A public hearing on the proposed enlargement of a parochial school building stirred up considerable discussion during the monthly meeting of Community Board 7 on Monday in Flushing.
The matter of the Holy Cross Greek Orthodox School expansion in Whitestone drew dozens of concerned parties, which had a standing-room-only crowd.
Many of those in attendance had signed up to speak during the public hearing portion of the meeting, with most, if not all, in favor of the variance that would authorize the enlargement of the building, located at 12-03 150 St.
One area resident, Jay Jones, told the Chronicle on Tuesday that he had wanted to sign up to speak against the proposal, but was not given the opportunity.
“Every name they called” from the sign-up sheet, he said, “were members of the church or parents. No names called were opposed to the extension. I know there were names on the opposing list.”
Jones surmised that, feeling so outnumbered, those individuals had either left or were too intimated to express themselves.When the board’s final vote was taken, the application was approved, with several stipulations, by a vote of 35-1.
According to an application on behalf of the church, “The school is in severe need to expand its facilities to meet the programmatic needs of its existing students as well as the community’s demand for additional school seats.”
The application indicates that “development limitations imposed by the existing school building make it impossible to meet these needs without the requested bulk variance to allow the proposed enlargement.”
The project would allow Holy Cross, which now serves students in nursery through third grade, to add fourth- and fifth-grade classes.
The site is a corner lot with frontage on the south side of 12th Avenue and the east side of 150th Street.
The proposed enlargement of the existing school building would not comply with zoning resolution’s requirements pertaining to maximum permitted community facility floor area; sky exposure; and accessory parking spaces, hence the variance request.
The enlargement would involve building out the setback area along the 12th Avenue frontage and adding one new floor so that, upon completion, the building would consist of a sub-cellar, cellar and two floors above grade.
Because of space constraints, 50 of the school’s 180 students are now housed in portable trailers located in the Holy Cross Greek Orthodox Church parking lot, across the street from the school. It is expected that with the proposed enlargement, enrollment would gradually increase to approximately 250 students.
CB 7 board member Joseph Sweeney said that committee meetings had been held on Feb. 12 and March 12 to look into the proposed variance. A motion was made, he indicated, to approve it with several stipulations, including:
• Posted “one way” signs are to be installed at the 12th Avenue entrance to the church parking lot for the hours of 7:30 a.m. to 6 p.m. on school days;
• posted “one way” sign indicating “exit only” on school days at the 150th Street exit of the church parking lot;
• staff would be required to park only in the church parking lot and not on the local streets;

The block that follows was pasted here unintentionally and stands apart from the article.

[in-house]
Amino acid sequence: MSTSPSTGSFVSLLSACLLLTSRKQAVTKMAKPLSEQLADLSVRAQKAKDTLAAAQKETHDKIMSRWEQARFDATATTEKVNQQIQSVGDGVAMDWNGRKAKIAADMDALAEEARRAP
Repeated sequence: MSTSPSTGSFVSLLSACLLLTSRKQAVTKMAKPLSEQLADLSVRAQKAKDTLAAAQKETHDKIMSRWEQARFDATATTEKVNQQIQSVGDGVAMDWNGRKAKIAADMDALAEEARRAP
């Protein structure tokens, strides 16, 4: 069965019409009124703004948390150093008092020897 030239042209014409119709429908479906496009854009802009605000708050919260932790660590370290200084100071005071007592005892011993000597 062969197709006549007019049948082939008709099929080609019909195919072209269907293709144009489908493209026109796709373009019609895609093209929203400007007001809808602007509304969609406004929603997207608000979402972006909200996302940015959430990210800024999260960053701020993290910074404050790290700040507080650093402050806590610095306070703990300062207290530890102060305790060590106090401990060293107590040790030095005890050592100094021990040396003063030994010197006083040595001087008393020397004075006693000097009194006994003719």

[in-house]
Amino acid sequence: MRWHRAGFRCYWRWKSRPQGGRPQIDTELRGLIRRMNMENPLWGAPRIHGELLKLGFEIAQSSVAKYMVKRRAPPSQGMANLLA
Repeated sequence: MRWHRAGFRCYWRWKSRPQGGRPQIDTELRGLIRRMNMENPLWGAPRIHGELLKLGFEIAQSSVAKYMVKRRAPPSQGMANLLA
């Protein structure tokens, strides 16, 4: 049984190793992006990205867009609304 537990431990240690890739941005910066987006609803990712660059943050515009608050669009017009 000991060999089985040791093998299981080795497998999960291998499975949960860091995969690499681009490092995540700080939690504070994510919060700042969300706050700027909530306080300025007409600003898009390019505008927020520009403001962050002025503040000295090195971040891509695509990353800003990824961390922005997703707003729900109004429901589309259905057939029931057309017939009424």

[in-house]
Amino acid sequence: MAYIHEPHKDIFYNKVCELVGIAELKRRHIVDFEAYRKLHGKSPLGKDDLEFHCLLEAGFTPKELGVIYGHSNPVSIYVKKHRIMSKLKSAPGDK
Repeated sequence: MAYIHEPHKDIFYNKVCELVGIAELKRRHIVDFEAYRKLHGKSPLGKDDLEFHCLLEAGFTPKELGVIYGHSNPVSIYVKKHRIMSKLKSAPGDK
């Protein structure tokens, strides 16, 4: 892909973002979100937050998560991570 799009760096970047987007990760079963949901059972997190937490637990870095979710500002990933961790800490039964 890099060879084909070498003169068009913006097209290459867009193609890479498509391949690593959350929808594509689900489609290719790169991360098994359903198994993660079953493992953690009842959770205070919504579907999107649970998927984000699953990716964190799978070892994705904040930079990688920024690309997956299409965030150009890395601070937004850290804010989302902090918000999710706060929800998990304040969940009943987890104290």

• all staff cars are to be parked in a predetermined area and stacked next to each other;
• the school would pursue the installation of a stop sign at 150th Street and 12th Avenue;
• and the school, CB 7 and Councilman Paul Vallone (D-Bayside) would continue to pursue a request for a crossing guard at 12th Avenue and 150th Street.
Vallone indicated at Monday’s meeting that the applicants “have done their due diligence. They have my full support.”
In a letter to the Board of Standards and Appeals, Vallone supported the proposed variance, saying, “The modest expansion would grant the school an opportunity to develop a curriculum which is appropriate for the needs of its student body, as well as the ability to better serve the demand of families from the surrounding community.”
One of the speakers at the meeting, Bess Kalamotovsakis, spoke for many when she said, “Community schools like Holy Cross teach not only academics, they foster community pride, civic awareness and social responsibility.”
On the committee’s recommendation, the board approved the motion. The lone dissenter, Kim Cody, said after the vote, “I’ve seen the traffic. Our concern is a child is going to get hurt. It’s too much traffic in that area.”
A second public hearing centered on an application for a special permit to permit the alteration and enlargement of an existing office building at 16-16 Whitestone Expressway, without the required off-street parking spaces. It was approved.
The site consists of two tax lots, developed with an existing three-story office building, with accessory parking at grade level.
Plans for a proposed parking structure call for 77 spaces at the basement level and 61 at the first-floor level, for a total of 138 spaces.
According to attorneys for the applicant, the proposed spaces would result in a ratio of one space per 417 square feet of floor area, substantially more than the 96 spaces otherwise required.
Utilizing the building would be offices of Local 30 Operating Engineers union, with a portion available as rental space.
According to Chuck Apelian, who chairs the committee looking into the application, two stipulations were recommended: The parking areas would be specifically delineated with signage; and the electronic gate on the south entrance would be moved farther back on the property so traffic won’t back up onto the Whitestone Expressway.
Among other issues discussed briefly were possible term limits on board members and the resignation from the board of 38-year veteran Arthur Barragan, who was overcome with emotion as he made the announcement.